Observing Our Hermanos de Armas: U.S. Military Attaches in Guatemala, Cuba, and Bolivia, 1950-1964

By Robert O. Kirkland | Go to book overview

Notes

INTRODUCTION

1.
See for example, Truman Smith, Berlin Alert: The Memoirs and Reports of Truman Smith (Stanford: Hoover Institution Press, 1984); and Ivan D. Yeaton, Memoirs of Ivan D. Yeaton, USA, 1919-1953 (Stanford: Hoover Institution Press, 1976).
2.
Bruce W. Bidwell, History of the Military Intelligence Division, Department of the Army General Staff: 1775-1941 (Frederick, MD: University Publications of America, 1986), 388.
3.
Peter H. Smith, Talons of the Eagle: The Dynamics of U. S. Latin American Relations (New York: Oxford University Press, 1996), 117.
4.
Scholars have been preoccupied with the role of the Latin American military since the 1960s. The treatment of this exceedingly complex issue is voluminous. See for instance the bibliographic essay in Linda A. Rodríguez’s, Rank and Privilege: The Military and Society in Latin America (Wilmington, DE: SR Books, 1994).
5.
Ibid., x.
6.
There have been few, if any, works on attaches during the Cold War. There has been scholarly interest as demonstrated by the twenty or so monographs, dissertations, and articles published on attaches in the pre-World War II period. The problem of declassifying documents on U. S. intelligence activities in the Cold War era has been well documented elsewhere. See for example, George Herring, “My Years at the CIA, ” Speech to the American Historical Association, January 1997; and Anna K. Nelson, “History with Holes: The CIA Reveals Its Past, ” Diplomatic History 5 (Summer 1998): 503-508; See also Wilbur Edel, “Diplomatic History—State Department Style, ” Political Science Quarterly 106 (Winter, 1991-Winter 1992), 695-712.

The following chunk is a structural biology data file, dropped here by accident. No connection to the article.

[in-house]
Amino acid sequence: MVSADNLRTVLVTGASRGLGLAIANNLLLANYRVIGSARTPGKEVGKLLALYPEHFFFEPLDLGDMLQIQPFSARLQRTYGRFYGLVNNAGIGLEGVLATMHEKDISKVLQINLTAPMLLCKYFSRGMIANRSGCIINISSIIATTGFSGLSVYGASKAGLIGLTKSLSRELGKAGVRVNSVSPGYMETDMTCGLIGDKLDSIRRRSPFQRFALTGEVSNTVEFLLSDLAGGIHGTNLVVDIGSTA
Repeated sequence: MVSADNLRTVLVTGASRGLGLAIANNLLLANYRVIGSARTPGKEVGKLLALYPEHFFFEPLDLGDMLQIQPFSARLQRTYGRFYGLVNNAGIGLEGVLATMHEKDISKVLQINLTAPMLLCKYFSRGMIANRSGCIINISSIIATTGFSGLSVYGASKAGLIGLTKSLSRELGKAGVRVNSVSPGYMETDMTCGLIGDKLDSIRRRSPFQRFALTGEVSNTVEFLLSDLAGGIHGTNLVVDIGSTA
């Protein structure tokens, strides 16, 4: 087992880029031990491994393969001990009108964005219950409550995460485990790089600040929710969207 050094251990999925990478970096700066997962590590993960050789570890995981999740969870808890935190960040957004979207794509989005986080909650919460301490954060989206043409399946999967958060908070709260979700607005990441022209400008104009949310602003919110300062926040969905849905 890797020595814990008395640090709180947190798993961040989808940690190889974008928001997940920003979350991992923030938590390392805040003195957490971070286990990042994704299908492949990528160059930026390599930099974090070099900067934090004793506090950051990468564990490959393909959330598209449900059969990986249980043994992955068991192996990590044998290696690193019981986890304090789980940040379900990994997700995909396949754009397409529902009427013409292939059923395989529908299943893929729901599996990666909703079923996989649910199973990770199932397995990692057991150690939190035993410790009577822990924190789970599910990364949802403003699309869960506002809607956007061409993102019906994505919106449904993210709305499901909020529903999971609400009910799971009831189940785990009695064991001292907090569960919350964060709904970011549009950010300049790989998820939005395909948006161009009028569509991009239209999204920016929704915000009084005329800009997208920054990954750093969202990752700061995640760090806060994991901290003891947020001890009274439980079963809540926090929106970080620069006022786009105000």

7.
The lack of finding aids is due to personnel shortages at the National Archives.
8.
See for example: Scott D. Breckinridge, The CIA and the U. S. Intelligence System (Boulder: Westview Press, 1986); Lyman B. Kirkpatrick, The U. S. Intelligence Community: Foreign Policy and Domestic Activities (New York: Hill and Wang, 1973); Patrick J. McGarvey, CIA: The Myth and the Madness (Baltimore: Penguin Books, 1973); Victor Marchetti and John D. Marks, The CIA and the Cult of Intelligence (New York: Laurel, 1983); John Prados, President’s Secret Wars: CIA and Pentagon Covert Operations from World War II Through Iranscam (New York: Quill/William Morrow, 1988).

-135-

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